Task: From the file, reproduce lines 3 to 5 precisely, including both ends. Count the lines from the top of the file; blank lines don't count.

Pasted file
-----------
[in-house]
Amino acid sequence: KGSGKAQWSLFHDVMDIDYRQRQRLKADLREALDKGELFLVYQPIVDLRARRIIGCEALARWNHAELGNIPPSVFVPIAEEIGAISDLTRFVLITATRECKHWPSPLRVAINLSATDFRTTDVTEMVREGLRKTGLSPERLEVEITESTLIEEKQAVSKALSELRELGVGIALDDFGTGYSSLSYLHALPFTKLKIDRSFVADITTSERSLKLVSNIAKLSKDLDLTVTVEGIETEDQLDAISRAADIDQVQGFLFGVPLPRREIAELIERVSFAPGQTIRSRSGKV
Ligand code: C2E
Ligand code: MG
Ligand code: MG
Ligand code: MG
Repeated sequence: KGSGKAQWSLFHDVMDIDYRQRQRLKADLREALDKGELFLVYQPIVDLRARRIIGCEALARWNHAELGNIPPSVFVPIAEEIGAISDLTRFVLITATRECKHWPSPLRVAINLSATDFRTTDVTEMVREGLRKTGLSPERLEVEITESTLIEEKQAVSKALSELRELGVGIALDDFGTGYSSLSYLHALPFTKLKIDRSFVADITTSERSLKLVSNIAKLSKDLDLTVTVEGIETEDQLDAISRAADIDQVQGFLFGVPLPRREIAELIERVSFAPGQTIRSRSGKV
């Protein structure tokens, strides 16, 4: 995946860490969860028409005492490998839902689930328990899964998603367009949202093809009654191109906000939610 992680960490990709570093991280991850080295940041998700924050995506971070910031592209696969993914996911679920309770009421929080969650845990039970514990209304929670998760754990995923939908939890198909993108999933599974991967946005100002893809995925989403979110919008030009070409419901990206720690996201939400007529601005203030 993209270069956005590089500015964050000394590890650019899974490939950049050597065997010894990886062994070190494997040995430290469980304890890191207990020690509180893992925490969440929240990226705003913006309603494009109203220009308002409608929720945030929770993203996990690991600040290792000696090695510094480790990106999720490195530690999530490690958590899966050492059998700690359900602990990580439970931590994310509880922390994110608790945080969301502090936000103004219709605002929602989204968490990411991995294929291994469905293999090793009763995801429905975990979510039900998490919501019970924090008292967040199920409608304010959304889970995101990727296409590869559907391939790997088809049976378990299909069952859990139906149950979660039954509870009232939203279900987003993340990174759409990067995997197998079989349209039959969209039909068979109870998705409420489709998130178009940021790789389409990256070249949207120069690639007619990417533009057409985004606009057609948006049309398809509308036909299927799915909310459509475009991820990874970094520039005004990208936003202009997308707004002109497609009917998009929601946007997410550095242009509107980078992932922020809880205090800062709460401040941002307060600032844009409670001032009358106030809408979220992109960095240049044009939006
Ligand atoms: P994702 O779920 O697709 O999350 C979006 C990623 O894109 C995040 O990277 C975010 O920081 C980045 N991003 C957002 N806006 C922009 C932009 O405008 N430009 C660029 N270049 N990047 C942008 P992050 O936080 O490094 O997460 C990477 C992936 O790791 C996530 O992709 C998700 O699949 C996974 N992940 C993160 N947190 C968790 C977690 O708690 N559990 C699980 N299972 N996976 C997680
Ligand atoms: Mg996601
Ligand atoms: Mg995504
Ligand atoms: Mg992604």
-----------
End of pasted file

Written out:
Ligand code: C2E
Ligand code: MG
Ligand code: MG